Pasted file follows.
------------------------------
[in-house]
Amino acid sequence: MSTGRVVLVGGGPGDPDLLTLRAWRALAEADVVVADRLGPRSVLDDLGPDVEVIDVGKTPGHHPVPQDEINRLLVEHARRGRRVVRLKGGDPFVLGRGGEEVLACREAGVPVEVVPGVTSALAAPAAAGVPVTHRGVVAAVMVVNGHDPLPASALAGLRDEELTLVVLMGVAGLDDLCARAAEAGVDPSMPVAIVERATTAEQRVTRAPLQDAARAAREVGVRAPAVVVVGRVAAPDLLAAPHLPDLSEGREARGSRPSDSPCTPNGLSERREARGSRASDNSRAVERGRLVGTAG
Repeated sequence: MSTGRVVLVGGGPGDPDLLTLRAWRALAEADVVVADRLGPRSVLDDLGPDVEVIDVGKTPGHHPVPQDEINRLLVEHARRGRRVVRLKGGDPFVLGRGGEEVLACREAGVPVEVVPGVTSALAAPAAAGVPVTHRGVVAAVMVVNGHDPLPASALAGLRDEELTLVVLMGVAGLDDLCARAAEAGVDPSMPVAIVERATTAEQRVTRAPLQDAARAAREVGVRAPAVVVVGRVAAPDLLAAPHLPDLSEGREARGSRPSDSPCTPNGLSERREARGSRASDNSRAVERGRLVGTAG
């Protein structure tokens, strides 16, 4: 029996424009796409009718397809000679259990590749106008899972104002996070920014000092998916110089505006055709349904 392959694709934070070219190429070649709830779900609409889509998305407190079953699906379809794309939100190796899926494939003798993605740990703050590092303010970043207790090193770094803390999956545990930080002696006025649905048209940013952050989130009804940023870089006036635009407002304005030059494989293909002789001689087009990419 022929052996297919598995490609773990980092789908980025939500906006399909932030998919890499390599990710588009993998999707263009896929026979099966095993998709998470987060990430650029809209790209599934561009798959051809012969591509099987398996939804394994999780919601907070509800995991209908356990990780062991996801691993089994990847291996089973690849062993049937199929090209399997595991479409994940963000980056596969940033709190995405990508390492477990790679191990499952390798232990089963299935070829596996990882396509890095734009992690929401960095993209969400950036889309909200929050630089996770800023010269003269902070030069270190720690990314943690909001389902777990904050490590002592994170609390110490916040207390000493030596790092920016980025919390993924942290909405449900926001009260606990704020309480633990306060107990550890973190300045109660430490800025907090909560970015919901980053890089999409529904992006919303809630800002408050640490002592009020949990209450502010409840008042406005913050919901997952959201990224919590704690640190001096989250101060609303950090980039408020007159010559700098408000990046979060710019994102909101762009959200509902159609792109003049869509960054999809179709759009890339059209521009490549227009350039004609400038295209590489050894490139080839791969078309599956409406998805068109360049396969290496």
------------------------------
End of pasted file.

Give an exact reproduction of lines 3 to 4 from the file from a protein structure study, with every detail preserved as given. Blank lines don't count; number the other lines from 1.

Repeated sequence: MSTGRVVLVGGGPGDPDLLTLRAWRALAEADVVVADRLGPRSVLDDLGPDVEVIDVGKTPGHHPVPQDEINRLLVEHARRGRRVVRLKGGDPFVLGRGGEEVLACREAGVPVEVVPGVTSALAAPAAAGVPVTHRGVVAAVMVVNGHDPLPASALAGLRDEELTLVVLMGVAGLDDLCARAAEAGVDPSMPVAIVERATTAEQRVTRAPLQDAARAAREVGVRAPAVVVVGRVAAPDLLAAPHLPDLSEGREARGSRPSDSPCTPNGLSERREARGSRASDNSRAVERGRLVGTAG
């Protein structure tokens, strides 16, 4: 029996424009796409009718397809000679259990590749106008899972104002996070920014000092998916110089505006055709349904 392959694709934070070219190429070649709830779900609409889509998305407190079953699906379809794309939100190796899926494939003798993605740990703050590092303010970043207790090193770094803390999956545990930080002696006025649905048209940013952050989130009804940023870089006036635009407002304005030059494989293909002789001689087009990419 022929052996297919598995490609773990980092789908980025939500906006399909932030998919890499390599990710588009993998999707263009896929026979099966095993998709998470987060990430650029809209790209599934561009798959051809012969591509099987398996939804394994999780919601907070509800995991209908356990990780062991996801691993089994990847291996089973690849062993049937199929090209399997595991479409994940963000980056596969940033709190995405990508390492477990790679191990499952390798232990089963299935070829596996990882396509890095734009992690929401960095993209969400950036889309909200929050630089996770800023010269003269902070030069270190720690990314943690909001389902777990904050490590002592994170609390110490916040207390000493030596790092920016980025919390993924942290909405449900926001009260606990704020309480633990306060107990550890973190300045109660430490800025907090909560970015919901980053890089999409529904992006919303809630800002408050640490002592009020949990209450502010409840008042406005913050919901997952959201990224919590704690640190001096989250101060609303950090980039408020007159010559700098408000990046979060710019994102909101762009959200509902159609792109003049869509960054999809179709759009890339059209521009490549227009350039004609400038295209590489050894490139080839791969078309599956409406998805068109360049396969290496």